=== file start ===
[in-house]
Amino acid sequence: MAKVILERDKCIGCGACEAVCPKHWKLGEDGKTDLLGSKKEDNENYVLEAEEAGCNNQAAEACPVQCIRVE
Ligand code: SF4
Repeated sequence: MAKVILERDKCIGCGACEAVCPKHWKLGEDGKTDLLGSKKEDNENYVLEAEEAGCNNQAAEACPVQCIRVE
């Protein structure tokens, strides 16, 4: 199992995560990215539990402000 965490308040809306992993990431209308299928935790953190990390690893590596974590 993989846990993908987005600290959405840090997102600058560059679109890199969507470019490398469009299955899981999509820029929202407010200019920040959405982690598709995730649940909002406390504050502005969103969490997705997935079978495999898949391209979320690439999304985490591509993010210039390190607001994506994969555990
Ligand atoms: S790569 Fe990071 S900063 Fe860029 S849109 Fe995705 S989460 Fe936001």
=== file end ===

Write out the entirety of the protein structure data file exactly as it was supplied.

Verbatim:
[in-house]
Amino acid sequence: MAKVILERDKCIGCGACEAVCPKHWKLGEDGKTDLLGSKKEDNENYVLEAEEAGCNNQAAEACPVQCIRVE
Ligand code: SF4
Repeated sequence: MAKVILERDKCIGCGACEAVCPKHWKLGEDGKTDLLGSKKEDNENYVLEAEEAGCNNQAAEACPVQCIRVE
């Protein structure tokens, strides 16, 4: 199992995560990215539990402000 965490308040809306992993990431209308299928935790953190990390690893590596974590 993989846990993908987005600290959405840090997102600058560059679109890199969507470019490398469009299955899981999509820029929202407010200019920040959405982690598709995730649940909002406390504050502005969103969490997705997935079978495999898949391209979320690439999304985490591509993010210039390190607001994506994969555990
Ligand atoms: S790569 Fe990071 S900063 Fe860029 S849109 Fe995705 S989460 Fe936001």